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University of Georgia's famed football coach is passionate about two things: football and gardening. In our Q & A, he talks about his biggest gardening challenge: "Trying to keep it up as I acquire more and more space and more plants. My mother used to say, 'Housework is never done.' The same can be said for gardening."
Your chairs outside should have the same flair as your style indoors—here are four of our favorites, including an affordable option from Ikea and the high-end Luxembourg Chair (just like the ones in Paris's Luxembourg Gardens!) in a riot of colors.
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Our sneak peek at some of the new lily varieties that will be shown at Lilytopia, starting May 20 at Pennsylvania's Longwood Gardens, and that will be showcased in our July/August issue. These lilies, with their amazing new colors and shapes, will be available for both the bulb and the cut-flower market in 2012.
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Should you encourage your children to play with their food? Young gardeners might enjoy this set of utensils disguised as gardening tools.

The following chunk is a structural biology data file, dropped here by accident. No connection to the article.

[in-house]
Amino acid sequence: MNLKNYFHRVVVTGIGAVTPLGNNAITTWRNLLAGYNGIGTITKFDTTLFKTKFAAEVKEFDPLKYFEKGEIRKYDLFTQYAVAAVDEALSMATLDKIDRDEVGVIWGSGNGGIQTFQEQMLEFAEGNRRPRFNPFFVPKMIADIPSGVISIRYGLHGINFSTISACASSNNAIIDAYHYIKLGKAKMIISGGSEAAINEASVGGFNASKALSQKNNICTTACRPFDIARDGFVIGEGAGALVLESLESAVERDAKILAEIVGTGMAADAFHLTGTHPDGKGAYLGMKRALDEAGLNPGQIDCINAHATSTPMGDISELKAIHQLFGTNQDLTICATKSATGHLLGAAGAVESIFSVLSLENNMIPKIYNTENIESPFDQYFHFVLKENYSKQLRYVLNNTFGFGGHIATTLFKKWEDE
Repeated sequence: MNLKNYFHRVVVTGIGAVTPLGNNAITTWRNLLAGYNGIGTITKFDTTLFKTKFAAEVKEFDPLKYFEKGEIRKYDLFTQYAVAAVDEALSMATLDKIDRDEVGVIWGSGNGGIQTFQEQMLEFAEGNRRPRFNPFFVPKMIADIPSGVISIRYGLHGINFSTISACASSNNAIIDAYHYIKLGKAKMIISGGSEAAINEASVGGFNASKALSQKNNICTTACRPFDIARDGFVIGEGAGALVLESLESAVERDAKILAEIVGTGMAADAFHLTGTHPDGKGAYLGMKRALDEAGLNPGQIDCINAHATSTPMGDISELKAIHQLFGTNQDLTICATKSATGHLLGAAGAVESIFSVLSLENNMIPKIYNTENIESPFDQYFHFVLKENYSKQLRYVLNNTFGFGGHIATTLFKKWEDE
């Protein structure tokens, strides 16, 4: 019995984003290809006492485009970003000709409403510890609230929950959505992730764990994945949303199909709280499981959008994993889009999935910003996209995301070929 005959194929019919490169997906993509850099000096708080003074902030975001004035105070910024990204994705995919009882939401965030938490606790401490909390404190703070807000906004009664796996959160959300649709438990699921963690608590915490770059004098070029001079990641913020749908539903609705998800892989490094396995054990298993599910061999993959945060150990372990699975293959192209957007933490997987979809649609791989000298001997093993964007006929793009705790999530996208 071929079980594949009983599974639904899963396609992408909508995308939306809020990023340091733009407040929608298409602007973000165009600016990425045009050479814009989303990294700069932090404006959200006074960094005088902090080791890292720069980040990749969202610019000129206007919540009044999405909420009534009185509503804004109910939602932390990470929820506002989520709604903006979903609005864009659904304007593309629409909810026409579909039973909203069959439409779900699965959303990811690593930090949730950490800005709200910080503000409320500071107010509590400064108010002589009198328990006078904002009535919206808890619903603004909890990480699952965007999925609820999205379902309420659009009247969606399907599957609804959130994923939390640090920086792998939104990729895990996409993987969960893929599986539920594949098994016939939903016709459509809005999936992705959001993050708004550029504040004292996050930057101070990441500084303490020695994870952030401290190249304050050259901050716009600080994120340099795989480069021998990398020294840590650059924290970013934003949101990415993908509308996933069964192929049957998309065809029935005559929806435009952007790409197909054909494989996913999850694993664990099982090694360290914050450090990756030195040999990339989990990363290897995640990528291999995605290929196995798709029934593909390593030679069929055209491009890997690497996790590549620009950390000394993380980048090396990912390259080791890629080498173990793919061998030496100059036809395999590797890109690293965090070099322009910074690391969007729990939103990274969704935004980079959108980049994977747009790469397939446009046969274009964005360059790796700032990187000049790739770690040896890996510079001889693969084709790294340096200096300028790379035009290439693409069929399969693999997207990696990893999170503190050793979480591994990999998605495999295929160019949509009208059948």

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This magnificent rose garden was created on the site of a family olive grove, which has been owned by the same family for half a century. Located in the San Joaquin Valley, this olive grove was originally developed by the railroads, before recently being transformed into orange groves.
Renaissance artist Guiseppe Arcimboldo painted a surreal version of a still-life, by creating portraits that portrayed the face of the cognoscenti—through its table, gardens, and natural world. 
Photographer Lori Nix builds a post-apocalyptic city, in which human inhabitants have retreated, and nature has begun to creep in. We ask the artist about the plants that are reclaiming these transformed urban spaces.
With spring bringing flowers aplenty, gardeners again have the pleasure of readily available blooms begging to be brought indoors. Two books—The Natural Home and Bringing Nature Home—remind us that living with nature in the house takes many forms.
In a series of guest posts, San Francisco's Academy of Art University will lend its landscape architecture knowledge to Garden Design. Its first post is a handy one—tips on how to help revive a struggling garden. 
Costa Farms gardening expert, Justin Hancock shares valuable design tips for selecting and planting perennials and ideal companion plants.  Because they come back year after year, require little watering, are long-blooming, and offer a variety of textures, shapes and colors, Hancock says perennials are the backbone of any beautiful garden. He suggests starting with these five beautiful, easy-care perennials to instantly transform any garden.
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